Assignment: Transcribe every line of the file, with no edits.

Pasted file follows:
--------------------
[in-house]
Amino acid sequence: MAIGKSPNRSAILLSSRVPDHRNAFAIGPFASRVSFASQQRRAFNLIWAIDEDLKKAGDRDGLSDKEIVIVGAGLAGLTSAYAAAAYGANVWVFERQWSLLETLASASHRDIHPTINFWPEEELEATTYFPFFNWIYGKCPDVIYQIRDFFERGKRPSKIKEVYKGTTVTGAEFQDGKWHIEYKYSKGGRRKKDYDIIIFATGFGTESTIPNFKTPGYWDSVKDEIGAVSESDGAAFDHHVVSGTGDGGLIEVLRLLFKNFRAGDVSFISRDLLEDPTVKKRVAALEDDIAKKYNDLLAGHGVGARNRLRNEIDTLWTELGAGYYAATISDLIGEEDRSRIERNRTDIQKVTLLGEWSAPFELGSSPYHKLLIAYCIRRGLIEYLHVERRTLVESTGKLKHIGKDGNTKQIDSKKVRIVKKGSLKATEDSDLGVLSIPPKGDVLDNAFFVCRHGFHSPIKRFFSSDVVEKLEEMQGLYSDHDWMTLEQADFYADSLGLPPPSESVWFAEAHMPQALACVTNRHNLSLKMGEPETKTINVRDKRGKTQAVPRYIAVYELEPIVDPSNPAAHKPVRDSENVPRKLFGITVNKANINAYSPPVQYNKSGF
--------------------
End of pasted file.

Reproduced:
[in-house]
Amino acid sequence: MAIGKSPNRSAILLSSRVPDHRNAFAIGPFASRVSFASQQRRAFNLIWAIDEDLKKAGDRDGLSDKEIVIVGAGLAGLTSAYAAAAYGANVWVFERQWSLLETLASASHRDIHPTINFWPEEELEATTYFPFFNWIYGKCPDVIYQIRDFFERGKRPSKIKEVYKGTTVTGAEFQDGKWHIEYKYSKGGRRKKDYDIIIFATGFGTESTIPNFKTPGYWDSVKDEIGAVSESDGAAFDHHVVSGTGDGGLIEVLRLLFKNFRAGDVSFISRDLLEDPTVKKRVAALEDDIAKKYNDLLAGHGVGARNRLRNEIDTLWTELGAGYYAATISDLIGEEDRSRIERNRTDIQKVTLLGEWSAPFELGSSPYHKLLIAYCIRRGLIEYLHVERRTLVESTGKLKHIGKDGNTKQIDSKKVRIVKKGSLKATEDSDLGVLSIPPKGDVLDNAFFVCRHGFHSPIKRFFSSDVVEKLEEMQGLYSDHDWMTLEQADFYADSLGLPPPSESVWFAEAHMPQALACVTNRHNLSLKMGEPETKTINVRDKRGKTQAVPRYIAVYELEPIVDPSNPAAHKPVRDSENVPRKLFGITVNKANINAYSPPVQYNKSGF